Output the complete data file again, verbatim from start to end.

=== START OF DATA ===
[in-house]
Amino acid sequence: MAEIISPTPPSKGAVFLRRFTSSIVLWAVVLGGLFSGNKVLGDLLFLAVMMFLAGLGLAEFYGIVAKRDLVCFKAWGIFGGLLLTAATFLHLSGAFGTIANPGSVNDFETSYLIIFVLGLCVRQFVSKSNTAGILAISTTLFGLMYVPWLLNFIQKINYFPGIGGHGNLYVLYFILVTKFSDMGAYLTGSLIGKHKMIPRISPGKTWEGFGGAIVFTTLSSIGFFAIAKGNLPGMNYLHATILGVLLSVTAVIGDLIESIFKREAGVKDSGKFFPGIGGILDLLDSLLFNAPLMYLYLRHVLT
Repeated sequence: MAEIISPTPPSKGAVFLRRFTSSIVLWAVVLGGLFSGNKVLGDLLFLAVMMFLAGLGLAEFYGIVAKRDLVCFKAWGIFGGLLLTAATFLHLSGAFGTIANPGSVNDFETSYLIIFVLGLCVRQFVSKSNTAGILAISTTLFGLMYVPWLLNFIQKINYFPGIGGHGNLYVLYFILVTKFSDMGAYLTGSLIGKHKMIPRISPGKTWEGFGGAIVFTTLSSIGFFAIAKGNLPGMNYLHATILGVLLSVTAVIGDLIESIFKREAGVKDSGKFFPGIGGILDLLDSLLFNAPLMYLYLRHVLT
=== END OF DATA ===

[in-house]
Amino acid sequence: MAEIISPTPPSKGAVFLRRFTSSIVLWAVVLGGLFSGNKVLGDLLFLAVMMFLAGLGLAEFYGIVAKRDLVCFKAWGIFGGLLLTAATFLHLSGAFGTIANPGSVNDFETSYLIIFVLGLCVRQFVSKSNTAGILAISTTLFGLMYVPWLLNFIQKINYFPGIGGHGNLYVLYFILVTKFSDMGAYLTGSLIGKHKMIPRISPGKTWEGFGGAIVFTTLSSIGFFAIAKGNLPGMNYLHATILGVLLSVTAVIGDLIESIFKREAGVKDSGKFFPGIGGILDLLDSLLFNAPLMYLYLRHVLT
Repeated sequence: MAEIISPTPPSKGAVFLRRFTSSIVLWAVVLGGLFSGNKVLGDLLFLAVMMFLAGLGLAEFYGIVAKRDLVCFKAWGIFGGLLLTAATFLHLSGAFGTIANPGSVNDFETSYLIIFVLGLCVRQFVSKSNTAGILAISTTLFGLMYVPWLLNFIQKINYFPGIGGHGNLYVLYFILVTKFSDMGAYLTGSLIGKHKMIPRISPGKTWEGFGGAIVFTTLSSIGFFAIAKGNLPGMNYLHATILGVLLSVTAVIGDLIESIFKREAGVKDSGKFFPGIGGILDLLDSLLFNAPLMYLYLRHVLT